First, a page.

We haven’t seen primary copies of the Conservative Party’s constitution, but the rules have been reported by the House of Commons Library.
How can a leadership contest can be triggered in the Conservative Party?
There are two ways this can happen. Either the leader resigns, or loses a vote of no confidence.
For a vote of no confidence to take place, 15% of Conservative MPs have to express that they have no confidence in the leader. This is done by writing a letter to Sir Graham Brady MP, chairman of the 1922 Committee—a committee of all backbench Conservative MPs which, among other things, oversees the party’s leadership elections.
As there are currently 315 Conservative party MPs, this means that 48 would have to say they no longer have confidence in Theresa May.
The number of letters submitted so far isn’t publicly available—one rumour suggests it could be at least 35, but there’s no way for us to know for sure.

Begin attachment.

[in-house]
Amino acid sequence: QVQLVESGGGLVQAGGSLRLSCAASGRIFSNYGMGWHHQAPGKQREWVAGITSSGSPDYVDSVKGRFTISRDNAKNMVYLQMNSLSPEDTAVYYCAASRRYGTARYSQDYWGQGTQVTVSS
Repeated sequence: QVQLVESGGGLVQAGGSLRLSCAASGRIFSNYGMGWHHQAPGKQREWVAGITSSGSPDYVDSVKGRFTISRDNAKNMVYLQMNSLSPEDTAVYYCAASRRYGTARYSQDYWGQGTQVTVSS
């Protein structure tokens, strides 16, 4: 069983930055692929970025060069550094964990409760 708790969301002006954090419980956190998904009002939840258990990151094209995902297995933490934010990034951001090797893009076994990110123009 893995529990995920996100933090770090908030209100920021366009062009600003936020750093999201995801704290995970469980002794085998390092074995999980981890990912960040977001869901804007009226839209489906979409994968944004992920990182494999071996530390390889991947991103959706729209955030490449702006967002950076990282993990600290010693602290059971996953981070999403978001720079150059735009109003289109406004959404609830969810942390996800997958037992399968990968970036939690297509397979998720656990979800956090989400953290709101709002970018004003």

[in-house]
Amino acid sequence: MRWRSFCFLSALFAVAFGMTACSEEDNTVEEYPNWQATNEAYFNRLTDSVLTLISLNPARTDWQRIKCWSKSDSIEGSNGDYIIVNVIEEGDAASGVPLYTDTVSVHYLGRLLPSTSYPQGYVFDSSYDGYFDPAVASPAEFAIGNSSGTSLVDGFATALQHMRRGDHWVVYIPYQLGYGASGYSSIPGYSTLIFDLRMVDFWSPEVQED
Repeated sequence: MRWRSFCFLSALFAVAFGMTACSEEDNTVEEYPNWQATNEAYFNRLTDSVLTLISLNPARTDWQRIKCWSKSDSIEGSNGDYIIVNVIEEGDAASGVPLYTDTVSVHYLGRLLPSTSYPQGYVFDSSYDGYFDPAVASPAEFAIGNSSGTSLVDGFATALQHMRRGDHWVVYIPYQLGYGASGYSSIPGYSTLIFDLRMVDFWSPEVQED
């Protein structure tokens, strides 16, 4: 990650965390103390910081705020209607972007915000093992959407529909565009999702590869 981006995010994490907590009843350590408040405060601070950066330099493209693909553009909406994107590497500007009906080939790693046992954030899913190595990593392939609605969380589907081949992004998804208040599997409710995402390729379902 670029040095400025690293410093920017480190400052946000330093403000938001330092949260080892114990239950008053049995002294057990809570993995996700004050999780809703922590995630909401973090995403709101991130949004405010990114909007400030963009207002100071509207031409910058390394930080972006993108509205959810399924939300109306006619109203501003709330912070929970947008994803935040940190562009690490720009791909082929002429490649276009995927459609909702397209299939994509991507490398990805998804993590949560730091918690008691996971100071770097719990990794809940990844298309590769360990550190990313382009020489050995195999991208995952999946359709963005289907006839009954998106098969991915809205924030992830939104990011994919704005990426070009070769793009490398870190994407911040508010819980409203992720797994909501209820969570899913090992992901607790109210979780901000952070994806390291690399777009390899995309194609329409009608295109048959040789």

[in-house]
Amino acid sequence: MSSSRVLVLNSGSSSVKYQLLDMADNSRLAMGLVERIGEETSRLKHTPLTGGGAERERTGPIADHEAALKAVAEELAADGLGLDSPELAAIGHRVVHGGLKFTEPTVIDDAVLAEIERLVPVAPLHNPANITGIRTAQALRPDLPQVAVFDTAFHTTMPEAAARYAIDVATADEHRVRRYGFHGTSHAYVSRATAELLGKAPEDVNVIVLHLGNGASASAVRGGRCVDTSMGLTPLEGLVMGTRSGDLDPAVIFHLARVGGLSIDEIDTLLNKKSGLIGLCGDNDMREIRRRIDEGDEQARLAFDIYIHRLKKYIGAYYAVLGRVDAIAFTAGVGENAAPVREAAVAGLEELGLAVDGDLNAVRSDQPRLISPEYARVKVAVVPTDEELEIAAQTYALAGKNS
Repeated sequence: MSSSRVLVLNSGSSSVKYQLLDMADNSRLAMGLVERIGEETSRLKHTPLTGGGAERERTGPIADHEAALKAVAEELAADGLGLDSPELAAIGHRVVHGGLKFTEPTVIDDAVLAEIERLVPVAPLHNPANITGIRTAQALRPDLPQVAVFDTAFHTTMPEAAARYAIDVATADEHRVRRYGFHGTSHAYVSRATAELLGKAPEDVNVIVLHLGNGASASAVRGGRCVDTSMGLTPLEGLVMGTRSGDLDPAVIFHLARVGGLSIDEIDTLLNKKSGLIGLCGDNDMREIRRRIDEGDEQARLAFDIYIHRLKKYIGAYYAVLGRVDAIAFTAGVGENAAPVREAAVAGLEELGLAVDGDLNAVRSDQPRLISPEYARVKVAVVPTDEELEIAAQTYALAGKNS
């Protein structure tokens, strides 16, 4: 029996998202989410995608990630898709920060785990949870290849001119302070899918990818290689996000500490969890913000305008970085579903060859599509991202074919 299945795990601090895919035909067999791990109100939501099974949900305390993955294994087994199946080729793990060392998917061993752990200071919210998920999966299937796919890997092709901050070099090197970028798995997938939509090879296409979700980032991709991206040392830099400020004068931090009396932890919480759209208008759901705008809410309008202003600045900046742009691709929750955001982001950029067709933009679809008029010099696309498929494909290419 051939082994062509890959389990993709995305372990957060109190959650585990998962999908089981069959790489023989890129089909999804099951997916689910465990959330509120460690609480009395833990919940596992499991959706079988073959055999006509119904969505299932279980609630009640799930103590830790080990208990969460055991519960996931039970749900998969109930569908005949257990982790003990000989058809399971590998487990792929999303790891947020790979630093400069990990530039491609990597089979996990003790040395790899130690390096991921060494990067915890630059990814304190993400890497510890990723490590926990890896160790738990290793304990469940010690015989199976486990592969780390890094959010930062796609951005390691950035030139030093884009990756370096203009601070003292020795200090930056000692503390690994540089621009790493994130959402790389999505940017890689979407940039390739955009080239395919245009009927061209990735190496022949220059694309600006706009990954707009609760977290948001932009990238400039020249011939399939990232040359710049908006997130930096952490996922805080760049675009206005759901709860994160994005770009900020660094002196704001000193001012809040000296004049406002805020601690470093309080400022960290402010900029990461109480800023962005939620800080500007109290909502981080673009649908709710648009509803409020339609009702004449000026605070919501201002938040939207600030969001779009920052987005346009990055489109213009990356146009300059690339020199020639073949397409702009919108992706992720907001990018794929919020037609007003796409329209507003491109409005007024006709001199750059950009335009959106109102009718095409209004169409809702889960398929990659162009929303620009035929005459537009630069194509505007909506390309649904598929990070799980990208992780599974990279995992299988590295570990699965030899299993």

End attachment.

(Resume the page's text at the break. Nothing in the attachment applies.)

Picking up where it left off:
What happens after a vote of no confidence is triggered?
The 48 letters are enough to trigger a vote of no confidence, but the leader is only deposed if they lose the ensuing vote.
All Conservative MPs get one vote (in favour of or against the leader staying on), and the leader stays on if they win a simple majority of the votes. In such a scenario, 12 months would have to go by before another no confidence vote could be called.
Were they to lose the vote, the party leader would have to resign and a leadership election would be triggered. The resigning leader can’t stand in that election. The winner would become the new leader of the Conservative party and, as they are currently in government, also Prime Minister of the UK.
Why can’t parliament hold such a vote?
It can, but it has to vote on whether it has confidence in the whole government, not just the Prime Minister.
In order to do so the House of Commons would have to propose and vote in favour of a motion stating “That this House has no confidence in Her Majesty’s Government”. Following this, there would be a 14 day period in which to form a new government, based on the existing make-up of MPs. The House of Commons would then have to vote to say they now had confidence in the new government. Were this to fail, a general election would be triggered.
Isn't it nice to have the whole picture?
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